there was a mobility, a subtleness in his nature, an unconscious tact,
--which the mode of life and of mixing with men in America fosters and
perfects,--that made this sort of finesse inevitable to him, with any
but a natural character; with whom, on the other hand, Redclyffe could
be as fresh and natural as any Englishman of them all.

Redclyffe spent the time between lunch and dinner in wandering about
the grounds, from which he had hitherto felt himself debarred by
motives of delicacy. It was a most interesting ramble to him, coming to
trees which his ancestor, who went to America, might have climbed in
his boyhood, might have sat beneath, with his lady-love, in his youth;
deer there were, the descendants of those which he had seen; old stone
stiles, which his foot had trodden. The sombre, clouded light of the
day fell down upon this scene, which in its verdure, its luxuriance of
vegetable life, was purely English, cultivated to the last extent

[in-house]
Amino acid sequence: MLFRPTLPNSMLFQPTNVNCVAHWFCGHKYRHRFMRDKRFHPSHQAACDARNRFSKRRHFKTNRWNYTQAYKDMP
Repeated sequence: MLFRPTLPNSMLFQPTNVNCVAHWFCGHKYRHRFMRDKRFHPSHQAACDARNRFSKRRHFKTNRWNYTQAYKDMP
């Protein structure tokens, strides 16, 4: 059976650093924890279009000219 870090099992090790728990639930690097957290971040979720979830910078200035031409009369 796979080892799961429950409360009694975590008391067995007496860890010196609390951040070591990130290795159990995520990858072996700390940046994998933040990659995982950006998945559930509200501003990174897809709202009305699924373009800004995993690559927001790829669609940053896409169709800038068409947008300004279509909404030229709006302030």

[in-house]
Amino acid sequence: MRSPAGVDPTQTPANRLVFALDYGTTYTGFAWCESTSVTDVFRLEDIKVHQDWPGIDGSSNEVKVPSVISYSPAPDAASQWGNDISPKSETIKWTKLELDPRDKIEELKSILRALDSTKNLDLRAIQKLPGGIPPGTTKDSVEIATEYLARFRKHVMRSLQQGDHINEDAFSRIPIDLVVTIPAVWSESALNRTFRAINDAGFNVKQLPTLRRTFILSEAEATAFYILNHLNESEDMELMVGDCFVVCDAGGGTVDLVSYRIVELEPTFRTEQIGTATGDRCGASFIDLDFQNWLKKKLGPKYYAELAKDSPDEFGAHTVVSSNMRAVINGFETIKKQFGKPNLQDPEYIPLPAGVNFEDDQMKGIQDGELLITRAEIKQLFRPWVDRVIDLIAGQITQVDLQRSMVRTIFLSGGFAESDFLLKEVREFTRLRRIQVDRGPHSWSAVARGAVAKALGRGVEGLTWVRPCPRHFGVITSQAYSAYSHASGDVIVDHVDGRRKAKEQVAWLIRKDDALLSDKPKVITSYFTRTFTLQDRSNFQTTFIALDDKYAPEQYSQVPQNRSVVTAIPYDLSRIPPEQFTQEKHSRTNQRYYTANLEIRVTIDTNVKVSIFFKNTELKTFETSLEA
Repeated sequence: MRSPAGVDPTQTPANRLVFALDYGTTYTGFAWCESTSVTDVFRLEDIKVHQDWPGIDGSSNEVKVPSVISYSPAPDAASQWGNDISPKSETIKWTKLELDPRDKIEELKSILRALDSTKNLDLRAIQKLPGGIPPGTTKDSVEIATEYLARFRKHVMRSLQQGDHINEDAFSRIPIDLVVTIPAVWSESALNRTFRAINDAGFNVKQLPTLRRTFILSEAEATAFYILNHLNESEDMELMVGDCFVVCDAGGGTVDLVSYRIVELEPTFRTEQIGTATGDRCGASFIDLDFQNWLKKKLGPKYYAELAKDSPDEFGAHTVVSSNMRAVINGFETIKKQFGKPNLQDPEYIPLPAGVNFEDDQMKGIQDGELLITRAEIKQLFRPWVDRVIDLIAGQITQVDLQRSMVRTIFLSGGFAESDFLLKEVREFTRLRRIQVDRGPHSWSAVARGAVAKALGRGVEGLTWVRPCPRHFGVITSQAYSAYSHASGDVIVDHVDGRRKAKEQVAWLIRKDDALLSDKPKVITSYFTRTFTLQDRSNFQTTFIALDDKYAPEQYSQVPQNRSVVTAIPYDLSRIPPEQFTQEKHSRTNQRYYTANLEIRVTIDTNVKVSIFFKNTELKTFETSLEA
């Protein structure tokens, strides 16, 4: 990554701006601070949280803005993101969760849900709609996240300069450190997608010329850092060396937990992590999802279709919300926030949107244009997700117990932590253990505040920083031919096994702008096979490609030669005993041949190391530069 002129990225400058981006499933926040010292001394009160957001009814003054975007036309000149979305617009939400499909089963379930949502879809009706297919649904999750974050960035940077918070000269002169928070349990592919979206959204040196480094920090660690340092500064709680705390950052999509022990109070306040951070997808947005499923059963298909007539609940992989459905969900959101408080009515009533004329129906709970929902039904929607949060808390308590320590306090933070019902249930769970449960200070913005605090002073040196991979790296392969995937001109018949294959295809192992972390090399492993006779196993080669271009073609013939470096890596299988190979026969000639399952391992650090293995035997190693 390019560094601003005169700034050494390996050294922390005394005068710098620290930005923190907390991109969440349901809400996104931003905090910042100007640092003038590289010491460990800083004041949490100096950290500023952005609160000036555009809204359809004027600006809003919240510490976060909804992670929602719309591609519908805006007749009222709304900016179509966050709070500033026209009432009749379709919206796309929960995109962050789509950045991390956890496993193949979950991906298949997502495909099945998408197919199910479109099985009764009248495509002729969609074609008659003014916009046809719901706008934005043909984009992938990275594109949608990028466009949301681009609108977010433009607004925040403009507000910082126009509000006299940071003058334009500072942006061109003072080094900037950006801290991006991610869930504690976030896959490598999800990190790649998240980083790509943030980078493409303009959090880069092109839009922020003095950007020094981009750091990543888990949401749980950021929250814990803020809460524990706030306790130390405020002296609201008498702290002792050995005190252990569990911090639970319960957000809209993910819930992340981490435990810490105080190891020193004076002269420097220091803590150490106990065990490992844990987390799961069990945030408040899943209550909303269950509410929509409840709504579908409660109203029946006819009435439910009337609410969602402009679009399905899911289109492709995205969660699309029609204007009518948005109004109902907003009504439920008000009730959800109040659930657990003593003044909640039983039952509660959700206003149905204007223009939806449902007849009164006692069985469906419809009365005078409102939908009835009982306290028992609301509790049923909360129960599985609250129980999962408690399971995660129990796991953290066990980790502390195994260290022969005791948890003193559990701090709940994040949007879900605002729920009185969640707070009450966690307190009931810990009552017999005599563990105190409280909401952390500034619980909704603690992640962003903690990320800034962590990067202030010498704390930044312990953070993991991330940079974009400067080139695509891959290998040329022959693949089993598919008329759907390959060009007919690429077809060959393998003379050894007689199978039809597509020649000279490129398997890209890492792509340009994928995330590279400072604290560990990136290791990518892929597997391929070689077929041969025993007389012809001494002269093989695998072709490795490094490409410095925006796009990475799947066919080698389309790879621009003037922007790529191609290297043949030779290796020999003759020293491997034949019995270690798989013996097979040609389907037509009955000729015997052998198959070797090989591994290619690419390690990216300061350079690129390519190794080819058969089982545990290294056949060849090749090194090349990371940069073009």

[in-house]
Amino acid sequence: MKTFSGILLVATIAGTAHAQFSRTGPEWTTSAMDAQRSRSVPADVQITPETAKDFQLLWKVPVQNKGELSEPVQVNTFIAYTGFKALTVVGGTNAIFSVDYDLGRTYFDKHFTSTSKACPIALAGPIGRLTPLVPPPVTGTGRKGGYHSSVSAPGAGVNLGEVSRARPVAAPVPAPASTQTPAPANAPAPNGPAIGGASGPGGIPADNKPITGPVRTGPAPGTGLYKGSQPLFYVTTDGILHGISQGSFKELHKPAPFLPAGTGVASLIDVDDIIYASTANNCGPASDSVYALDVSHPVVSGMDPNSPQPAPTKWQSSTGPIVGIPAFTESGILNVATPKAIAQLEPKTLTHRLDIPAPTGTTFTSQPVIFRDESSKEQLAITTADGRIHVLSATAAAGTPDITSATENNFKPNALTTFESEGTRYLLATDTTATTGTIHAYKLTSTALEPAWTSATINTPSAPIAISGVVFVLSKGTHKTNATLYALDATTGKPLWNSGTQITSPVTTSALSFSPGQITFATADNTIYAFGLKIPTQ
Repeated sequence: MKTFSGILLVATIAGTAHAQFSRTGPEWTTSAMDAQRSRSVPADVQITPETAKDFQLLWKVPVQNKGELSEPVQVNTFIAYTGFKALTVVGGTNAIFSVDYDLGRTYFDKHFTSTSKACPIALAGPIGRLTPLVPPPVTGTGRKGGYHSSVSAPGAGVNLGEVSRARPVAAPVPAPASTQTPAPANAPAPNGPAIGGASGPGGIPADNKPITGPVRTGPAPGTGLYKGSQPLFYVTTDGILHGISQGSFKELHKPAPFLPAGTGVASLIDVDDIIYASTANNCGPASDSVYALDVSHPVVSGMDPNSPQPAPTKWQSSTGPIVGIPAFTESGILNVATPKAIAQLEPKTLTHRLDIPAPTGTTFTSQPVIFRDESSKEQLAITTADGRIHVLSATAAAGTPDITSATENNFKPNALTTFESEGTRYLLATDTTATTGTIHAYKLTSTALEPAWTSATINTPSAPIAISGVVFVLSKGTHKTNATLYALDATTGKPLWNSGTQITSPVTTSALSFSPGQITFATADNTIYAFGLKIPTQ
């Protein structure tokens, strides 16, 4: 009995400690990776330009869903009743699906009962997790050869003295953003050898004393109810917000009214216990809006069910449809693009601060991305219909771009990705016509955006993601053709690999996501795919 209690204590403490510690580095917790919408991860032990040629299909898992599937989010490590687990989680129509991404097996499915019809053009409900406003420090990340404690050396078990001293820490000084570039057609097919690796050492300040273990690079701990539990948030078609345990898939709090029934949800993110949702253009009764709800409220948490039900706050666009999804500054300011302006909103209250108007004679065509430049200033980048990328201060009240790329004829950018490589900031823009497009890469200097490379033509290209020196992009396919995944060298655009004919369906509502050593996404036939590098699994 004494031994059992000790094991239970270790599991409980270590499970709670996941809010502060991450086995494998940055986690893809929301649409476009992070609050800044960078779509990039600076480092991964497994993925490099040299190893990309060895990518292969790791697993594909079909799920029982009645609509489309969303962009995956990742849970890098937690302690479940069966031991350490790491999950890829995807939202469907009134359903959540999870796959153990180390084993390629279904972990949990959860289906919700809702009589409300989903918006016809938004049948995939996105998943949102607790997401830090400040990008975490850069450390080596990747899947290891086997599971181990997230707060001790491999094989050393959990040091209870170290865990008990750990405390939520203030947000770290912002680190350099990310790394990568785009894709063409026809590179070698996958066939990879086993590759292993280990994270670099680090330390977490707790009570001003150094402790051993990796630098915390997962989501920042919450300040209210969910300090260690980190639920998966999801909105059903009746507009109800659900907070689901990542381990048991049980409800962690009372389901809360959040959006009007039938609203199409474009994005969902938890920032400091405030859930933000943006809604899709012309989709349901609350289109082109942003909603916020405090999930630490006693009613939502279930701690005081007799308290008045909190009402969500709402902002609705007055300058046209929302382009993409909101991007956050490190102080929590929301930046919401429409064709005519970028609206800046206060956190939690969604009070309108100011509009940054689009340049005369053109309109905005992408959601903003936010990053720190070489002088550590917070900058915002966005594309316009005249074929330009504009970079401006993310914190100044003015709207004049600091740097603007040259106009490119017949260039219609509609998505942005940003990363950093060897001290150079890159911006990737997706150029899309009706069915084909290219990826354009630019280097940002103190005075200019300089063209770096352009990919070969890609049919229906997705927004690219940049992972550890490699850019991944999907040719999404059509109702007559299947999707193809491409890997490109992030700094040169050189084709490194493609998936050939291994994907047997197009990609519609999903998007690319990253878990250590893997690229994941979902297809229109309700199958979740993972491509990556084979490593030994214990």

without losing the nature out of a single thing. In the course of his
walk he came to the spot where he had been so mysteriously wounded on
his first arrival in this region; and, examining the spot, he was
startled to see that there was a path leading to the other side of a
hedge, and this path, which led to the house, had brought him here.

Musing upon this mysterious circumstance, and how it should have
happened in so orderly a country as England, so tamed and subjected to
civilization,--an incident to happen in an English park which seemed
better suited to the Indian-haunted forests of the wilder parts of his
own land,--and how no researches which the Warden had instituted had
served in the smallest degree to develop the mystery,--he clambered
over the hedge, and followed the footpath. It plunged into dells, and
emerged from them, led through scenes which seemed those of old
romances, and at last, by these devious ways, began to approach the old
house, which, with its many gray gables, put on a new aspect from this
point of view. Redclyffe admired its venerableness anew; the ivy that
overran parts of it; the marks of age; and wondered at the firmness of
the institutions which, through all the changes that come to man, could
have kept this house the home of one lineal race for so many centuries;